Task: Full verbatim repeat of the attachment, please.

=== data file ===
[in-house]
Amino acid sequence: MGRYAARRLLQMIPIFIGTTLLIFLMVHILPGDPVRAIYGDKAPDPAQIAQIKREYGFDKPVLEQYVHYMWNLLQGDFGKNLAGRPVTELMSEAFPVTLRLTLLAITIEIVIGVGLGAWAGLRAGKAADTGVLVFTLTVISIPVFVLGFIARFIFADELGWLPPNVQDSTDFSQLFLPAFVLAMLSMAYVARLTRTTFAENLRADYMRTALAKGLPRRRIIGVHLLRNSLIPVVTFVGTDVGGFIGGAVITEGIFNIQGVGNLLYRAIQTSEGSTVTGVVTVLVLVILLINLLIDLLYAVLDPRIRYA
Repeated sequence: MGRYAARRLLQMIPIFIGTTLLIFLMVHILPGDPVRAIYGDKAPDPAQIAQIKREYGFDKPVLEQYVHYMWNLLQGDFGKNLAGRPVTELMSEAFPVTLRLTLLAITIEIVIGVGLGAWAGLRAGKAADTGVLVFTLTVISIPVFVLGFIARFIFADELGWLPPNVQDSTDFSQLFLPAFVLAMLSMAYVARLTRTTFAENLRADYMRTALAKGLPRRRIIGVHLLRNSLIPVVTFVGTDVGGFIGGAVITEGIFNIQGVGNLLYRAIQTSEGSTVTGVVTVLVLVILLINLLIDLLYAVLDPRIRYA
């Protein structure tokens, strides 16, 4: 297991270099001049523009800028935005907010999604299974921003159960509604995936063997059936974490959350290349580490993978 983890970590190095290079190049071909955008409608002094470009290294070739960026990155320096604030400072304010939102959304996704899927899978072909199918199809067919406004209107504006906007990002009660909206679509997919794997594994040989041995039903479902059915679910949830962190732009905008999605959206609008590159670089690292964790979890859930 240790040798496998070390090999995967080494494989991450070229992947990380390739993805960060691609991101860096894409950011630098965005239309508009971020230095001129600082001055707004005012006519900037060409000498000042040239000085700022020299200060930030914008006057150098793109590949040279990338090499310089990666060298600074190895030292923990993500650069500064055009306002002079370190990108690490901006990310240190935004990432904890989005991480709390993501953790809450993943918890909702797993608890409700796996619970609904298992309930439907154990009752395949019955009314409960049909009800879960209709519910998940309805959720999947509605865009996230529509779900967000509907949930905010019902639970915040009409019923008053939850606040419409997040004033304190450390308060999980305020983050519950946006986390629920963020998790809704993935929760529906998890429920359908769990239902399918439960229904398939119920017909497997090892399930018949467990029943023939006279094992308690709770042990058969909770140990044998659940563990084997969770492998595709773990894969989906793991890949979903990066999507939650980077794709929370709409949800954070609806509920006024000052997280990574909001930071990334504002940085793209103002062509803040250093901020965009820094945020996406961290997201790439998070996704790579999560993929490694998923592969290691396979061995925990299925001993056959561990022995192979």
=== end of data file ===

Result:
[in-house]
Amino acid sequence: MGRYAARRLLQMIPIFIGTTLLIFLMVHILPGDPVRAIYGDKAPDPAQIAQIKREYGFDKPVLEQYVHYMWNLLQGDFGKNLAGRPVTELMSEAFPVTLRLTLLAITIEIVIGVGLGAWAGLRAGKAADTGVLVFTLTVISIPVFVLGFIARFIFADELGWLPPNVQDSTDFSQLFLPAFVLAMLSMAYVARLTRTTFAENLRADYMRTALAKGLPRRRIIGVHLLRNSLIPVVTFVGTDVGGFIGGAVITEGIFNIQGVGNLLYRAIQTSEGSTVTGVVTVLVLVILLINLLIDLLYAVLDPRIRYA
Repeated sequence: MGRYAARRLLQMIPIFIGTTLLIFLMVHILPGDPVRAIYGDKAPDPAQIAQIKREYGFDKPVLEQYVHYMWNLLQGDFGKNLAGRPVTELMSEAFPVTLRLTLLAITIEIVIGVGLGAWAGLRAGKAADTGVLVFTLTVISIPVFVLGFIARFIFADELGWLPPNVQDSTDFSQLFLPAFVLAMLSMAYVARLTRTTFAENLRADYMRTALAKGLPRRRIIGVHLLRNSLIPVVTFVGTDVGGFIGGAVITEGIFNIQGVGNLLYRAIQTSEGSTVTGVVTVLVLVILLINLLIDLLYAVLDPRIRYA
């Protein structure tokens, strides 16, 4: 297991270099001049523009800028935005907010999604299974921003159960509604995936063997059936974490959350290349580490993978 983890970590190095290079190049071909955008409608002094470009290294070739960026990155320096604030400072304010939102959304996704899927899978072909199918199809067919406004209107504006906007990002009660909206679509997919794997594994040989041995039903479902059915679910949830962190732009905008999605959206609008590159670089690292964790979890859930 240790040798496998070390090999995967080494494989991450070229992947990380390739993805960060691609991101860096894409950011630098965005239309508009971020230095001129600082001055707004005012006519900037060409000498000042040239000085700022020299200060930030914008006057150098793109590949040279990338090499310089990666060298600074190895030292923990993500650069500064055009306002002079370190990108690490901006990310240190935004990432904890989005991480709390993501953790809450993943918890909702797993608890409700796996619970609904298992309930439907154990009752395949019955009314409960049909009800879960209709519910998940309805959720999947509605865009996230529509779900967000509907949930905010019902639970915040009409019923008053939850606040419409997040004033304190450390308060999980305020983050519950946006986390629920963020998790809704993935929760529906998890429920359908769990239902399918439960229904398939119920017909497997090892399930018949467990029943023939006279094992308690709770042990058969909770140990044998659940563990084997969770492998595709773990894969989906793991890949979903990066999507939650980077794709929370709409949800954070609806509920006024000052997280990574909001930071990334504002940085793209103002062509803040250093901020965009820094945020996406961290997201790439998070996704790579999560993929490694998923592969290691396979061995925990299925001993056959561990022995192979």